EV charger
Plugging in an electric car could become a thing of the past as wireless tech gets licensed (Reuters)

A future where electric cars are charged wirelessly from wherever they are parked has taken a step closer to reality, as Qualcomm allows its Halo chargers to be produced and supplied by other companies.

Best known for producing smartphone processors, Qualcomm has licensed its Halo wireless car chargers to Swiss electric car parts maker Brusa, which will now begin developing, manufacturing and supplying the chargers to other companies. The move will be both a profitable one for Qualcomm, and one which will accelerate the vision of car parks and even roads covered in wireless chargers.

The Halo chargers were recently used to top up the batteries of the BMW i3 and i8 course cars during the first Formula E championship for electric race cars, which concluded in London in June. Qualcomm hopes by licensing its technology to other companies, the rollout of wireless car chargers will stretch to the general public soon.

Steve Pazol, vice president and general manager of wireless charging at Qualcomm, said in a statement: "We are excited with our licence agreement with Brusa...Halo licensees can bring to market highly efficient, fit-for-purpose [electric vehicle charging] systems which allow convenient charging and improve the EV driver's user experience."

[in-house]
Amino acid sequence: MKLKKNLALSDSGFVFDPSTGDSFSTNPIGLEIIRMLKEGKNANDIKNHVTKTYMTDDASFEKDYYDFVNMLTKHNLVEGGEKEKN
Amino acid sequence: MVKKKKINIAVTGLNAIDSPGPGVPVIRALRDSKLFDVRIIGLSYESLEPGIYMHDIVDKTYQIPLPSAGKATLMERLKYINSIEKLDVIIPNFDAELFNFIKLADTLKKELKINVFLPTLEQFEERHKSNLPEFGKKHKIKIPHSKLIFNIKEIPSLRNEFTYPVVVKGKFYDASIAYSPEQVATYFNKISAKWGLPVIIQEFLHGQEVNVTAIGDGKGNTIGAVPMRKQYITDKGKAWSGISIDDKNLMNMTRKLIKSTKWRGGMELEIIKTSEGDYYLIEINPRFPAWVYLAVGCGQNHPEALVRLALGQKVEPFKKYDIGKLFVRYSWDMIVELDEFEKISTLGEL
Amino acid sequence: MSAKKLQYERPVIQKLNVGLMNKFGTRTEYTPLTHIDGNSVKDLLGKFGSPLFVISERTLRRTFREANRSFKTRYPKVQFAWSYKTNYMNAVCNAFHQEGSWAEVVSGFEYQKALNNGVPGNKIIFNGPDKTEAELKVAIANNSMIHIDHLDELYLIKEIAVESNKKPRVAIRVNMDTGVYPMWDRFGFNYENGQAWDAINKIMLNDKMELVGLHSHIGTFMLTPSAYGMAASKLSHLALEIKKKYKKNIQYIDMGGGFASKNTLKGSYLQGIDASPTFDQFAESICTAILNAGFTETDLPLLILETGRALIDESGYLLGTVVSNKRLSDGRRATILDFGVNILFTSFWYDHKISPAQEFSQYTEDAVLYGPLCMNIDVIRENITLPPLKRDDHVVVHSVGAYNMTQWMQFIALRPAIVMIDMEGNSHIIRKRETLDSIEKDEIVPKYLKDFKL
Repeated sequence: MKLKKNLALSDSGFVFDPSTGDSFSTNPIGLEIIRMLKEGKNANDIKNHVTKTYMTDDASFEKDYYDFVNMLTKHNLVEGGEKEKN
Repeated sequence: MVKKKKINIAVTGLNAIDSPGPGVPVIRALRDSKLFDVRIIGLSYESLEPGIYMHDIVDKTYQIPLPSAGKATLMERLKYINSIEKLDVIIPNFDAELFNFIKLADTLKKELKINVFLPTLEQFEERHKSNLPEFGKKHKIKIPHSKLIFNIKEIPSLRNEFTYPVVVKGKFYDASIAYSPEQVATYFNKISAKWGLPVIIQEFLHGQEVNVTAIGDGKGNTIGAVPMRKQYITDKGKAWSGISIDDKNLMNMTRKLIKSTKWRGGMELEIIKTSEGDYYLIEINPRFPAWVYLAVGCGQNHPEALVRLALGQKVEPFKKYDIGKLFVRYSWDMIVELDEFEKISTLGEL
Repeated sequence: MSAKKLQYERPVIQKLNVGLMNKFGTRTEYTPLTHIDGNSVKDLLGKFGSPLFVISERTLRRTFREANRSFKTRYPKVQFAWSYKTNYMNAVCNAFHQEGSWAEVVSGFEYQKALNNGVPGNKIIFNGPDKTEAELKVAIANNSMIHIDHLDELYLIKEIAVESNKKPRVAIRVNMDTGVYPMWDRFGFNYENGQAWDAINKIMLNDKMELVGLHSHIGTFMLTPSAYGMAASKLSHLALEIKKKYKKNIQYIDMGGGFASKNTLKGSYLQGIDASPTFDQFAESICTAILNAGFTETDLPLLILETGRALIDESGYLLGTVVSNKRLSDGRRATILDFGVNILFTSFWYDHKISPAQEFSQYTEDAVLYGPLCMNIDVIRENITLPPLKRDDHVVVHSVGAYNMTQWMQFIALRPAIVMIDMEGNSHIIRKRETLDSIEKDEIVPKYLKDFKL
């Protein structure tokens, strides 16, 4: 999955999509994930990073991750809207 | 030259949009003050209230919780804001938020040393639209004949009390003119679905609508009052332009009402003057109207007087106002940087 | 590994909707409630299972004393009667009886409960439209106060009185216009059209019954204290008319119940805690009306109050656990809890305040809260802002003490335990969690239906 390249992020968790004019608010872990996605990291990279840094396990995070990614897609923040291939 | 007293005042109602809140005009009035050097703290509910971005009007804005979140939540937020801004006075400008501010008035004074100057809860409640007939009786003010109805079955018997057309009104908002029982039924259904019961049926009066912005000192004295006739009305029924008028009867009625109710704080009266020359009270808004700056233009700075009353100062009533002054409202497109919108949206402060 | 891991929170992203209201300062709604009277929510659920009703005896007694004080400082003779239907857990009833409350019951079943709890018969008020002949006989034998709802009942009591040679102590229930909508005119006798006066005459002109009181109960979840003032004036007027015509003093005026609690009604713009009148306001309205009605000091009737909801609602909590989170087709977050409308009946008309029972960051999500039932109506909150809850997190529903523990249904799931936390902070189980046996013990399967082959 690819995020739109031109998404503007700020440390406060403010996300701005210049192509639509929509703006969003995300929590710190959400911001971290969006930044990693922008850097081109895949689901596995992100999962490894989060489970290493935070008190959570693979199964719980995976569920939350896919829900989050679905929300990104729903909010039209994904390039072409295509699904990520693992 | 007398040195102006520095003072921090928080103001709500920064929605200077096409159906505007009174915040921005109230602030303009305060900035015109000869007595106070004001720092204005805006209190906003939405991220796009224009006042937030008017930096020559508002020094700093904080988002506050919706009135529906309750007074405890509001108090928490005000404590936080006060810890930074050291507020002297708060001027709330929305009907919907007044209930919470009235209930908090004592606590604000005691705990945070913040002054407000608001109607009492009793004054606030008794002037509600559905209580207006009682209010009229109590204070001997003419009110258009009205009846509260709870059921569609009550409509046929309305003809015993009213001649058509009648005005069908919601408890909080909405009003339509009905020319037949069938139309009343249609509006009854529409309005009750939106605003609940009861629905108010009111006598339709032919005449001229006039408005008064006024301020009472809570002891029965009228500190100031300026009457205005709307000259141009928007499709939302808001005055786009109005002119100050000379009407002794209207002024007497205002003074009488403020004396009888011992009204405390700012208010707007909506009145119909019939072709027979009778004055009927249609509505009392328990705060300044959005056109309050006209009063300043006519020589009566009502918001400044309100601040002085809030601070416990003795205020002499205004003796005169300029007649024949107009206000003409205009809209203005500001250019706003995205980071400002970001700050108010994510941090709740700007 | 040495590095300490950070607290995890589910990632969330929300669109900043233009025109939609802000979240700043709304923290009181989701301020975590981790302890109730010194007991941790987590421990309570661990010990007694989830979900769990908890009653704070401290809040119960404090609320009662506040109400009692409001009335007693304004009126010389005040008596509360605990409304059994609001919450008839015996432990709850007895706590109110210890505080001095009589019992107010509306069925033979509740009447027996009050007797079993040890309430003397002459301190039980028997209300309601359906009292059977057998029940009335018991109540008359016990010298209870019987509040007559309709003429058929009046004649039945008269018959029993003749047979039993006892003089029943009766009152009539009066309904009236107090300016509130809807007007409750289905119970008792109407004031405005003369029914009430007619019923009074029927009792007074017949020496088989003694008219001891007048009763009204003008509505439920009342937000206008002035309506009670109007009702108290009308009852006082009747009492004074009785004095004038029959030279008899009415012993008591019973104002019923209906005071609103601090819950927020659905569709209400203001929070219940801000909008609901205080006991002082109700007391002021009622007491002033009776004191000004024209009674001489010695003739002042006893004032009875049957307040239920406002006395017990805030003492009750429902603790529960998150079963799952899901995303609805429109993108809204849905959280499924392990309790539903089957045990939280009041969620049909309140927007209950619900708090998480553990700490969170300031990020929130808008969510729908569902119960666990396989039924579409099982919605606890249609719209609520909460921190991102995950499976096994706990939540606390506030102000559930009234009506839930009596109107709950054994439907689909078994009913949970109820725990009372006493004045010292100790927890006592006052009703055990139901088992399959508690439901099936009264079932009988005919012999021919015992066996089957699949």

'We are determined to make wireless charging a reality'

Josef Brusa, CEO of Brusa Elektronik, said: "Wireless charging will win, it will give e-mobility a big boost, it will set new, sustainable technology apart from old gasoline-based technology. We are determined to make wireless charging a reality...we are excited about the potential of wireless charging."

Although the immediate future will see electric cars charge wirelessly by parking over a platform, it is hoped that the technology could be expanded to appear on roads, with motorways offering special lanes which charge electric vehicles as they drive by. For now, the potential of adding wireless charging to parking spaces is an attractive one. They cannot charge any more quickly than plugging in, but would remove the need for carrying around and attaching bulky charging cables.

If wireless charging could become as commonplace as Wi-Fi hotspots, then the electric car will become a much more attractive option than it and its limited, confusing and sometimes-broken charging network is today.